Technological advancements and shifting attitudes towards work have resulted in a sustained...
Most companies may not be able to relate to compensation packages so rich that employees leave to explore other opportunities, but the case study in this blog is worth exploring nonetheless. For compensation packages in their self-driving car unit, the search engine giant Google introduced a unique pay structure in 2010 that included bonuses and equity in the business (fairly typical) that ratchetted up very quickly after applying a multiplier (not typical, especially given the scale of the multiplier). The goal was to tie employees' payoffs to project performance, which makes sense on the surface. However, the multiplier, which was based on the periodic valuations of the business unit, resulted in multi-million dollar payouts to numerous employees. One member of the team had a multiplier of 16 applied to bonuses and equity amassed over four years.
An appropriate initial reaction would be that the hefty paydays would help Google retain their valuable talent in this division. This was not the case. By 2015, many of these staffers made so much money that they no longer needed a job and left Google to pursue other opportunities. The car unit, which is now known as Waymo, subsequently replaced the previous compensation structure with a more uniform pay structure.
So what lessons can a typical company learn from this experience? More than one would think. First, millennials are not like prior generations in that non-compensation factors weigh heavy in their decisions on where to work. Sure, compensation matters, but millennials want to work for organizations with purpose and that provide autonomy. Also, they want to work for companies that care about their well-being, both professionally and personally. Perhaps Google relied too heavily on financial compensation to keep their staff in this unit happy. A report from Bloomberg suggests that some of the staffers who exited were apparently frustrated by the car unit’s pace of progress and others had doubts about unit head, John Krafcik. As millennials amassed wealth, the allure of rich compensation was less a factor in their retention decision. Many left for opportunities that better suited their passion or moved at a faster pace so they could make more of a difference.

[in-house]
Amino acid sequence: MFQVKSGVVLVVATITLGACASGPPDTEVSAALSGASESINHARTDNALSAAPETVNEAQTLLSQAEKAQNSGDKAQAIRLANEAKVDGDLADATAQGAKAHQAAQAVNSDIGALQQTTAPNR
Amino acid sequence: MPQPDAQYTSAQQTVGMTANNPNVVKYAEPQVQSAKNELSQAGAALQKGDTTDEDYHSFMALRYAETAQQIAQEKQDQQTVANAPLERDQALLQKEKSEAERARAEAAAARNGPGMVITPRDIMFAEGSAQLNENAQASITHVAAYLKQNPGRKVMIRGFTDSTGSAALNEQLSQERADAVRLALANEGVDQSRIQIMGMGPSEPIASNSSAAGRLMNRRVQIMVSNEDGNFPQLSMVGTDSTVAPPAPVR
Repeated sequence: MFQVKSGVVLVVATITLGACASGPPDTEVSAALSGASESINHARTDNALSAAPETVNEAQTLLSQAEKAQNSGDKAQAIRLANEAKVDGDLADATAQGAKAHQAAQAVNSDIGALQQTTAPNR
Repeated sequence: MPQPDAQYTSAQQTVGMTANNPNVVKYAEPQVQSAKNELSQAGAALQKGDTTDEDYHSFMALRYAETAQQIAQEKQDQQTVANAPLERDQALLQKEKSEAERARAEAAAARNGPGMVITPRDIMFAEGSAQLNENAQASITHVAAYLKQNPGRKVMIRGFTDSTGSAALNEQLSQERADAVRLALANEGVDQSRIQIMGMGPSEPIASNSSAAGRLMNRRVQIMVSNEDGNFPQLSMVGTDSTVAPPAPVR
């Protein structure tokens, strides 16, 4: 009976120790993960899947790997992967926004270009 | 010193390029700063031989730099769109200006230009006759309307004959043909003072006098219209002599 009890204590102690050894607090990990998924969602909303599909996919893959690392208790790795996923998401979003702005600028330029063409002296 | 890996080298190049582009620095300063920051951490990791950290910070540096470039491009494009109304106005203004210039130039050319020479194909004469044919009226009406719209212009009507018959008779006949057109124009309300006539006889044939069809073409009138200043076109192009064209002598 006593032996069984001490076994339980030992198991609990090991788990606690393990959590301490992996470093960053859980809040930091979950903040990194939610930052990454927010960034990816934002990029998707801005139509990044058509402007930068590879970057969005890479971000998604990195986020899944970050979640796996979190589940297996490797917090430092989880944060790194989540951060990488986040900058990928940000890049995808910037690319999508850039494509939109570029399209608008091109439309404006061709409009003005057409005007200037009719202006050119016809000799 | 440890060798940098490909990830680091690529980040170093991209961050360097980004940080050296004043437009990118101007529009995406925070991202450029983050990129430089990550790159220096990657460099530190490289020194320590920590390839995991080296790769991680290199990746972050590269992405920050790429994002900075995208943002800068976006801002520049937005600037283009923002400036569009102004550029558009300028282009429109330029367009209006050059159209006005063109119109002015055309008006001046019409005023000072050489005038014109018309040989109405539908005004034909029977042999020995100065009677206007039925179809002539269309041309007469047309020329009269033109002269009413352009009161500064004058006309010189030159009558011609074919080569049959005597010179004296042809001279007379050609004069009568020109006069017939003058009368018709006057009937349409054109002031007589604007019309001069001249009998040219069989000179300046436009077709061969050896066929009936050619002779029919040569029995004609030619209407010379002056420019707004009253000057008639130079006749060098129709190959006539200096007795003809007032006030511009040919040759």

The second mistake Google made was tying compensation multipliers to the valuation of a unit but paying individuals in equity of a larger company whose financials are minimally impacted by the unit. The advertising business at Google was so successful that heavy losses at smaller units, including autonomous vehicles, barely made a dent in profits. Combined with lofty valuations at the autonomous vehicle unit that may not have been supported, employees were getting large allotments of equity in Google, a business whose value was continuing to rise and more stable than that of the smaller unit. Compensation practices should more appropriately align with performance. This is why Google spun out the unit as a new company, Waymo. This will allow them to more closely align performance with compensation.